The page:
Interactive Fiction…the “Text Adventure” of old, had its heyday in the 1980′s, and were among the top-selling forms of computer based entertainment. But then the computers got more powerful, and graphics kept getting better and better — the very beginning of the process that still continues today — and writers junked the format. “Nobody would look at just text now that they can have graphics, too,” they said, and “Nobody sits in front of their computers to read!”
But a funny thing happened between the day Interactive Fiction was declared dead, and today: a little something called the Internet.
And now, everyone who sits in front of a computer does so to read, sometimes for hours at a time. And why read on a computer instead of with a magazine? Because you can respond to the text written on the electronic page, jump to other pages that interest you. In short, because you can interact with it. So while Interactive Fiction still lies in its early grave, Interactive Non-fiction has suddenly become the main way many people get their news. Can the resurrection of Interactive Fiction be far behind?
Yes, it can. When I first completed 1893: A World’s Fair Mystery, the flagship title of Illuminated Lantern Publishing, after four years of effort, I proudly showed it around to some of my closest friends. For the most part, they all just stared at me blankly. “Couldn’t you just make it into a Quake Mod?” they would ask, confused.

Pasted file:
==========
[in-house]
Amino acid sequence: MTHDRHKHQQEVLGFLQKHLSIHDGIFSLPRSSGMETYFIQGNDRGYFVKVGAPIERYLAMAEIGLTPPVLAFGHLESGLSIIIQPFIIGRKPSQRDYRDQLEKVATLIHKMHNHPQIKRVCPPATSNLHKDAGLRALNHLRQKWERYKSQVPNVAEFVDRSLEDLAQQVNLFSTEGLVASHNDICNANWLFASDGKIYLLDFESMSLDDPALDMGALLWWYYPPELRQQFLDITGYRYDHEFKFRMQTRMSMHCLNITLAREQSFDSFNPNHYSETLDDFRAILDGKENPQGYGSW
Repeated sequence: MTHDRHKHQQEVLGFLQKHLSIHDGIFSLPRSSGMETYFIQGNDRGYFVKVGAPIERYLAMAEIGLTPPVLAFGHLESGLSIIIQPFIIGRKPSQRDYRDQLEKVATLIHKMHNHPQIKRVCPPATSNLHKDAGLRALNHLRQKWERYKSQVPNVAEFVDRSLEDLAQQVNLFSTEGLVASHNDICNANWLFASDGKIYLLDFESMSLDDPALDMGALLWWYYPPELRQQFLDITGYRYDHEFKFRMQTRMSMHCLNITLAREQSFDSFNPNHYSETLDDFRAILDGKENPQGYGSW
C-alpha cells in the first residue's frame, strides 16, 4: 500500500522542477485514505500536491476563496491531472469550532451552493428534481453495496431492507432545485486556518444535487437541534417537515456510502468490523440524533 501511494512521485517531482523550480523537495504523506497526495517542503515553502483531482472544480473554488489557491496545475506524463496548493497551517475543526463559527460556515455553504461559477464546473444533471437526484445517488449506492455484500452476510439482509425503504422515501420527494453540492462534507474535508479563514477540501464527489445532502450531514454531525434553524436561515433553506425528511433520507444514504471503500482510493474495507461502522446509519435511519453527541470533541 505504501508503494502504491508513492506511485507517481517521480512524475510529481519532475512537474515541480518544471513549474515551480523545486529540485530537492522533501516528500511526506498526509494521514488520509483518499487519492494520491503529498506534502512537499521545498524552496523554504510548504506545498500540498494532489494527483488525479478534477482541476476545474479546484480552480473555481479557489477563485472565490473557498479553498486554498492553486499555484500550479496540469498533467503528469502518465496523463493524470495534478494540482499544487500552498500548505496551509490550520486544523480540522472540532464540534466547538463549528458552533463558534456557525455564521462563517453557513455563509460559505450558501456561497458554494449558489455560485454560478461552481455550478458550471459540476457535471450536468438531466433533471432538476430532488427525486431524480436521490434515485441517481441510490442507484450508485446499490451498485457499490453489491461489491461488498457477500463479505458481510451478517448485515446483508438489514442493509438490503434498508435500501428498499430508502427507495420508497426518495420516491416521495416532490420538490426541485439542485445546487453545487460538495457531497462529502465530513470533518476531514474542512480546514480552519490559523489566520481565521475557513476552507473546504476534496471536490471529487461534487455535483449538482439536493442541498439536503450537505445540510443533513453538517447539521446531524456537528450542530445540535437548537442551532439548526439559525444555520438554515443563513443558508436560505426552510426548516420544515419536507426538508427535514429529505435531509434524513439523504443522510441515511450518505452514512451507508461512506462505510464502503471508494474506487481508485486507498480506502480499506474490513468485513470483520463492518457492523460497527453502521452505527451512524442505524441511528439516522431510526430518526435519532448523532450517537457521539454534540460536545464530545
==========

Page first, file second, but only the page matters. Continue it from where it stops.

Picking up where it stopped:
But, I persevered. I got into the business of self-publishing. Why? Because publishing companies are still thinking in early 90′s graphics-or-nothing terms, and online gamers are their target audience. In order for 1893 to be successful, it had to reach a new audience, some part of those millions of people who now own personal computers but are turned off by the twitch-fingered gaming of today. I had 1893 printed professionally, and got it into museums and gift shops and places where people interested in architecture and history might find it and bring it home with them.
And they did. Thousands of them. They didn’t buy 1893: A World’s Fair Mystery because it was a work of Interactive Fiction. They bought it because it told a story about an interesting place and time that can’t be visited any other way. Creating a work of Interactive Fiction was my choice, not theirs, but they went with it, and gave it a try, and some came to love it. The very young, the very old, even some members of that twich-happy gaming group. Email came pouring in, mostly wondering why shipping is so delayed or why it has to be run in “Classic” mode on the Mac. Sometimes even to say thanks or to share anecdotes about a family member who once went, or worked there, back in 1893.
For a long time, I thought Illuminated Lantern Publishing would exist only for the publication of 1893, then retire. But I find myself still working on new games, so it looks like you haven’t gotten rid of me just yet.